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Table of Contents

Lead Story

Encryption - the secure payment adoption challenge


Industry Update

High court rebuffs merchant challenge to debit interchange

MasterCard leads way for U.S. card acceptance in Cuba

NRF show celebrates innovation, spots trends

Girl Scouts stage Digital Cookie 'bake-off'


Hotel industry technology grab

Rebranding risks and rewards

Shopping sessions heat up on mobile


Washington becomes a prepaid buzz kill

Patti Murphy
ProScribes Inc.

2015 Payments industry trends

Mark Flamme and Kevin Grieve


Street SmartsSM:
Emails: Selling through rain, sleet or snow

Tom Waters and Ben Abel
Bank Associates Merchant Services

Merchant contract transparency should be the norm

Alex Nouri
EFT Direct

New tools for a new era

Jeff Fortney
Clearent LLC

You're the coach, what's your game plan?

Adam Moss

Company Profile

Humboldt Merchant Services

New Products

QuickBooks payments, lightning speed

Lightning for QuickBooks

Web security services designed for SMBs

Web Security Services
ControlScan Inc.


Gaming work


Readers Speak

GS 10 Years Ago

Resource Guide


A Bigger Thing

The Green Sheet Online Edition

February 09, 2015  •  Issue 15:02:01

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High court rebuffs merchant challenge to debit interchange

Efforts by the nation's retailers to force down debit card interchange was dealt another blow recently when the U.S. Supreme Court declined to review a 2014 appellate court ruling that let stand rate caps set by the Federal Reserve Board under the Durbin Amendment to the 2010 Dodd-Frank Act.

Undeterred, retailers vowed to continue pressing for mandated lower interchange. Banks, for their part, have countered that enough is enough.

The Fed has been on the hot seat since it first took up the mission of capping debit card interchange as directed by Congress, with retailers pressing for bigger cuts and banks seeing it as a windfall for retailers, especially big-box retailers like Wal-Mart Stores Inc.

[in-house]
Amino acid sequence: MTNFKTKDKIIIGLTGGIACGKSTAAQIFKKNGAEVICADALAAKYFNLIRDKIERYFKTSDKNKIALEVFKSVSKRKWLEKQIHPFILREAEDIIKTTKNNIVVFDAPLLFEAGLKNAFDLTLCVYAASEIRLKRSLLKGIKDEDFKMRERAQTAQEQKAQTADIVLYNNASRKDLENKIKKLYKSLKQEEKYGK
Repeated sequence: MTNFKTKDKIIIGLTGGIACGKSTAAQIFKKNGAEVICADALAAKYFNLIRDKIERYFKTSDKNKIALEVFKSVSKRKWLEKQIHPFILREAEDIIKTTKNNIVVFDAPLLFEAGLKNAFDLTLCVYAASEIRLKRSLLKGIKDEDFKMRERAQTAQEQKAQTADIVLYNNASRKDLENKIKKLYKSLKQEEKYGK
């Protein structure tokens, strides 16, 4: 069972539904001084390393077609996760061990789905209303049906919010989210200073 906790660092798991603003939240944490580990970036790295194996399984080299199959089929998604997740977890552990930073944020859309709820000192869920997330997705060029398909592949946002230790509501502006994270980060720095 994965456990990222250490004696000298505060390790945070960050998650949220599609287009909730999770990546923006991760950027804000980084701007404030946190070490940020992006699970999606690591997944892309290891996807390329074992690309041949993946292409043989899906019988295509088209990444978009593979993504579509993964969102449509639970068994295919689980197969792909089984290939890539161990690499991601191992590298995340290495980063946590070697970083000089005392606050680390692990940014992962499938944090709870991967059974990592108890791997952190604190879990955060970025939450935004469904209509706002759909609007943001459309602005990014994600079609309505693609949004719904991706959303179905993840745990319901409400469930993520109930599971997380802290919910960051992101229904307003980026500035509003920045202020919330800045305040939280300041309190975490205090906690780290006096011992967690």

Retailers vow to persist

In July 2013, a group led by the National Retail Federation, the National Association of Convenience Stores and several individual retailers successfully challenged the $0.21 per transaction cap set by the Fed in U.S. district court, but that decision was overturned in March 2014 by the U.S. Court of Appeals for the District of Columbia. The Supreme Court's decision not to review the appeals court decision means the 2014 decision stands.

The expected response from retailers was swift. "Banks will benefit from this ruling, but the battle over swipe fees isn't over," said Mallory Duncan, NRF Senior Vice President and General Counsel. "There is still litigation pending on credit card swipe fees, and policymakers continue to be concerned by the anti-consumer, anti-competitive practices of the card industry."

Bankers are relieved

Banking groups said they were pleased with the decision. They also insisted that the underlying policy remains flawed, is bad for consumers and that Congress should not be in the business of setting bank fees.

"The Durbin Amendment has significantly harmed consumers and financial institutions," said Frank Keating, President and Chief Executive Officer of the American Bankers Association. "At the end of the day, American consumers have paid the price for the efforts of big-box retailers to line their pockets at their own customers' expense."

Richard Hunt, President and CEO of the Consumer Bankers Association, said, "Reasonable minds have prevailed with the Supreme Court ruling. This drawn-out fight should put on notice those members of Congress who insist upon interfering with the free market."

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